Our study investigated the role of maternal mental health and family factors in discrepancies between mothers’ ratings of their adolescents’ psychosocial issues and adolescents’ ratings of their own problems. We measured associations between family factors such as adolescent age and sex, maternal age, parental levels of education, maternal IQ, and number of children in the home. Using data from a longitudinal public health study in Chile, we found that poor maternal mental health, and none of the family factors, was consistently related to larger discrepancies between maternal and adolescent ratings. This relationship was strongest in ratings of adolescents’ internalizing problems.
Creator: Katelyn Rossow
Duration: 4:38
Despite limited prior pediatric evidence, multiple genes are commonly included on pharmacogenomic panels to guide risperidone prescribing in children. This study examined the association between several genes (ABCB1, ABCG2, CYP2D6, CYP3A4, CYP3A5, DRD2, DRD3, HTR2A, and HTR2C) and risperidone adverse events. In our cohort, only two genes, CYP2D6 and HTR2A showed an association with pediatric risperidone adverse events. Thus, more data is needed before utilizing pharmacogenomic data to guide risperidone prescribing in pediatric patients.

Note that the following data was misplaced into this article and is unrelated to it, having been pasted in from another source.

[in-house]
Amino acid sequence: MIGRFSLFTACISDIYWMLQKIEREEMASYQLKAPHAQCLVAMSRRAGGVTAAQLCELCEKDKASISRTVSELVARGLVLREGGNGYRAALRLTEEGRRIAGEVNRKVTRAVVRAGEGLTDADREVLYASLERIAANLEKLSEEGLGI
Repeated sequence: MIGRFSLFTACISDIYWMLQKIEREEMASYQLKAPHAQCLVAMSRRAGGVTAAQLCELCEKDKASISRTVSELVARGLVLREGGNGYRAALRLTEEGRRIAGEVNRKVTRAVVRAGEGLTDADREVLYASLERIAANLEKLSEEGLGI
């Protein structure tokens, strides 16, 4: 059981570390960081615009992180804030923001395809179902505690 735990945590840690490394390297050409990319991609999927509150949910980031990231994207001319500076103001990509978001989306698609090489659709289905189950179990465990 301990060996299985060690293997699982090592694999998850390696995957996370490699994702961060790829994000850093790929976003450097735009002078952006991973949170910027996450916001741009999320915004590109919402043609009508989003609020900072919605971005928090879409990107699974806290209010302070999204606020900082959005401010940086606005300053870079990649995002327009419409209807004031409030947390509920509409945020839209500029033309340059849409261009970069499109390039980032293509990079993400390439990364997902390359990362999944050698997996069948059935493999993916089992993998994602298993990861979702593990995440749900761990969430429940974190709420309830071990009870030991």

Creator: Bahar Bingoler Pekcici
Duration: 4:52
Nearly four decades after its foundation in high income countries, the field of Developmental-Behavioral Pediatrics (DBP) is now also emerging in low and middle-income countries (LMICs). Ankara (AU) and Inonu University (IU) DBP Divisions established in 2000 and 2009 respectively, have been the pioneering institutions for DBP in Turkey. In this study we aimed to ascertain the referral volume, sources, trends and factors affecting these trends in these centers. The majority of referrals were from the pediatric clinics. The NBR models showed that referral volume increased significantly in both centers yearly and showed a significant relationship between referral trends and the establishment of DBP subspecialty at AU but not in IU. This study brings innovation as for the first time it is reporting on referral trends in DBP centers in a LMIC.
Creator: Lindsay Olson
Duration: 4:49
Video DescriptionNote: This description is indexed by the journal search engine, please be as descriptive as possible; can accept HTML if sponsor wants to place a logo or image file Socioeconomic factors account for variability in language skills in preschoolers with autism spectrum disorders
Creator: Kate Wallis, MD, MPH
Duration: 4:43